An additional class of electrical sensing systems includes those sensors that make use primarily of changes in an electrical response of the sensor as a function of analyte presence, see, for example, U.S. Pat. No. 5,670,322 and U.S. Pat. No. 5,846,708 and references therein. A method for detecting molecular structures is taught by Eggers, et al, where a substance is applied to a plurality of test sites, each test site having a probe formed therein capable of binding to a known molecular structure. Electrical signals are collectively applied to the test sites, and electrical properties of the test sites are detected to determine whether the probe has bonded to an associated molecular structure. However, the need of applying an external electric field to testing sites also causes undesirable electrochemical processes that reduce the detection sensitivity and reproducibility of electrical sensing systems.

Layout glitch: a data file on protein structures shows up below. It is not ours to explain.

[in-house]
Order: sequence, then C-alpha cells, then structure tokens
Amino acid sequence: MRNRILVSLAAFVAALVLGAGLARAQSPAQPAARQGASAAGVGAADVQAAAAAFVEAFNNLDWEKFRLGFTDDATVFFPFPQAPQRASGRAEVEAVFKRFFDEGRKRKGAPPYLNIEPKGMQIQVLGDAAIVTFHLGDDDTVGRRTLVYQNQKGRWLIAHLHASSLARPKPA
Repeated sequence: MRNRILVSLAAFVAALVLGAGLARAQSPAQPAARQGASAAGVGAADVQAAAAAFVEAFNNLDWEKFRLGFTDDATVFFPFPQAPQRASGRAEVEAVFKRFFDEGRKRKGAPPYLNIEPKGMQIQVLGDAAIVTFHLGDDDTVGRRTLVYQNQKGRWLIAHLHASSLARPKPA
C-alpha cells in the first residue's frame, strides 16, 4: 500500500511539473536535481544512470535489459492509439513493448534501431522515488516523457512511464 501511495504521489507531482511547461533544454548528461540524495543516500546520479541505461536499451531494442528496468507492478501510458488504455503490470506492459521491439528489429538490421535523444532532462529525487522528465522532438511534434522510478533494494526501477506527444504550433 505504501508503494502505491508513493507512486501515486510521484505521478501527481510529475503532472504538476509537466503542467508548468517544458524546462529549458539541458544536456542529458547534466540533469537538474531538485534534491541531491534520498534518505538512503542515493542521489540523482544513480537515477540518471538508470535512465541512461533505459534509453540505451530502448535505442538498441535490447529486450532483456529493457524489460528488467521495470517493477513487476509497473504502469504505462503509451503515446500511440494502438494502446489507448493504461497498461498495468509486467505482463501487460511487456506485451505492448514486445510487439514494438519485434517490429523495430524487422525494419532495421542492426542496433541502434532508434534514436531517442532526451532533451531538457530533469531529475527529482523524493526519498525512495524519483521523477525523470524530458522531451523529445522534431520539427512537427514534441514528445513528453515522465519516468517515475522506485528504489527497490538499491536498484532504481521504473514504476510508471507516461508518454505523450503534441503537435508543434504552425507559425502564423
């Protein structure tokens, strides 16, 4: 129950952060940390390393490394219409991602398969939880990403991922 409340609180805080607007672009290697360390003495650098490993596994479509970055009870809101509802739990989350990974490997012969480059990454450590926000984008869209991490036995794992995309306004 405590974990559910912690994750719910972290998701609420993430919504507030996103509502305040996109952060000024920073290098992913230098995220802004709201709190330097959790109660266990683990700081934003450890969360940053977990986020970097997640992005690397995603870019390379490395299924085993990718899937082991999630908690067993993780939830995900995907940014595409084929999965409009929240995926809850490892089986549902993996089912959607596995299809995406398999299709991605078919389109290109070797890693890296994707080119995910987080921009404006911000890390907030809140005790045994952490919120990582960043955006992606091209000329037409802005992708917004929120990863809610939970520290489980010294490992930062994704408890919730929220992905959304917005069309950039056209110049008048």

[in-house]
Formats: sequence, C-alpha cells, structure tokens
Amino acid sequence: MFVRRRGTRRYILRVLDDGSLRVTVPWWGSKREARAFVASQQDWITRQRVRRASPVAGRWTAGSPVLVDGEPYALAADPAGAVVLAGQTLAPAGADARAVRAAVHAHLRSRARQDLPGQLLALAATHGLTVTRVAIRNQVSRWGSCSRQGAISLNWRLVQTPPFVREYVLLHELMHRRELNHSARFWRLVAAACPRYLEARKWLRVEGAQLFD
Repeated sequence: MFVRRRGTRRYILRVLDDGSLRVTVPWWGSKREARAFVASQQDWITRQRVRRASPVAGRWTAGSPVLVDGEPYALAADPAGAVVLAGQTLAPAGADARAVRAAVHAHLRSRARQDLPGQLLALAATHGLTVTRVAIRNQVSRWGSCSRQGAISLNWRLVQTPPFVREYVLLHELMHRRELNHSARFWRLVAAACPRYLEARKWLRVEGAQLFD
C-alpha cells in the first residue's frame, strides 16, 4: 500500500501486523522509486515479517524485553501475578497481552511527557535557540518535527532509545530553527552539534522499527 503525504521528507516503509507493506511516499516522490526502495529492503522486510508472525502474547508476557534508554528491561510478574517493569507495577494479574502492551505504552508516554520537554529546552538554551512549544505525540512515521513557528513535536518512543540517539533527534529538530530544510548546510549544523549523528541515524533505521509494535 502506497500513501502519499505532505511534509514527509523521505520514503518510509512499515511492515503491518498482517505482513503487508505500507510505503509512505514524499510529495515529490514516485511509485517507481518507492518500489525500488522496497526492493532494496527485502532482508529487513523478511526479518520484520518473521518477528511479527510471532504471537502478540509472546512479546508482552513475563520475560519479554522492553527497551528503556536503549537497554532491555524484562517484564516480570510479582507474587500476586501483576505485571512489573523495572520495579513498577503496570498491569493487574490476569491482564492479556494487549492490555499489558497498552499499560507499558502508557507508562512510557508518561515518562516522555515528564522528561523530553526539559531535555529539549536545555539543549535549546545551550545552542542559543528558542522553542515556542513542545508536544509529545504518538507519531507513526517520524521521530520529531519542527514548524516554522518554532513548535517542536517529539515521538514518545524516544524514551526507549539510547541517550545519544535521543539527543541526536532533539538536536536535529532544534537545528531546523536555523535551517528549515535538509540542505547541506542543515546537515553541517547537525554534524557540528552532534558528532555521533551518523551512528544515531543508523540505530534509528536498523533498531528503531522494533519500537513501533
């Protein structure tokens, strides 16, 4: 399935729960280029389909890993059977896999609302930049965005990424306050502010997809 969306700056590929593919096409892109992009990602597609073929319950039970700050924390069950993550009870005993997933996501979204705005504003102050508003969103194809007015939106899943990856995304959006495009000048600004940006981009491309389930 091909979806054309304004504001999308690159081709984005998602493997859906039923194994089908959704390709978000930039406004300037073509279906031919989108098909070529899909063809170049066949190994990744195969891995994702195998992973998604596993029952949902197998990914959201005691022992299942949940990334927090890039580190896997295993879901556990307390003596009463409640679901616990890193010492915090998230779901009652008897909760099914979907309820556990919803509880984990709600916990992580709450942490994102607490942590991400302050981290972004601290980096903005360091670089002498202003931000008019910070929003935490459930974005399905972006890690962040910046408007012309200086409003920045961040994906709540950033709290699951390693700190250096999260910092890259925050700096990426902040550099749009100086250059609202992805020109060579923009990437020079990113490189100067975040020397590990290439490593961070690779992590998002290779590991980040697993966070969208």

Other prior-art voltage-based sensors require the use of semiconducting field-effect transistors (FET's) and rely on the chemical generation or physical trapping of charged species near the sensor surface. This method has found widespread use in the detection of positively-charged heavy metals as well as analytes that are involved in proton (H+) generating enzyme reactions. Poghossian, et al, “Penicillin Detection by Means of Field-Effect Based Sensor: EnFET, EIS, or LAPS?”, Sensors and Actuators B78: 237-242 (2001), described a pH-sensitive enzymatic Field-Effect Transistor (EnFET) with immobilized β-lactamase. The pH-sensitive transducer detects variations in the H+-ion concentration resulting from the catalyzed hydrolysis of penicillin by the enzyme. The resulting local pH decrease near the pH-sensitive layer leads to a change in the drain current of the EnFED. However, FET-based biosensors known from the art generally suffer from a lack of sensitivity, low detection speed, and do not address the issue of integrating a large number of sensors for analysis of a plurality of target molecules in parallel. The present invention therefore provides an improved apparatus and method superior to that in the art.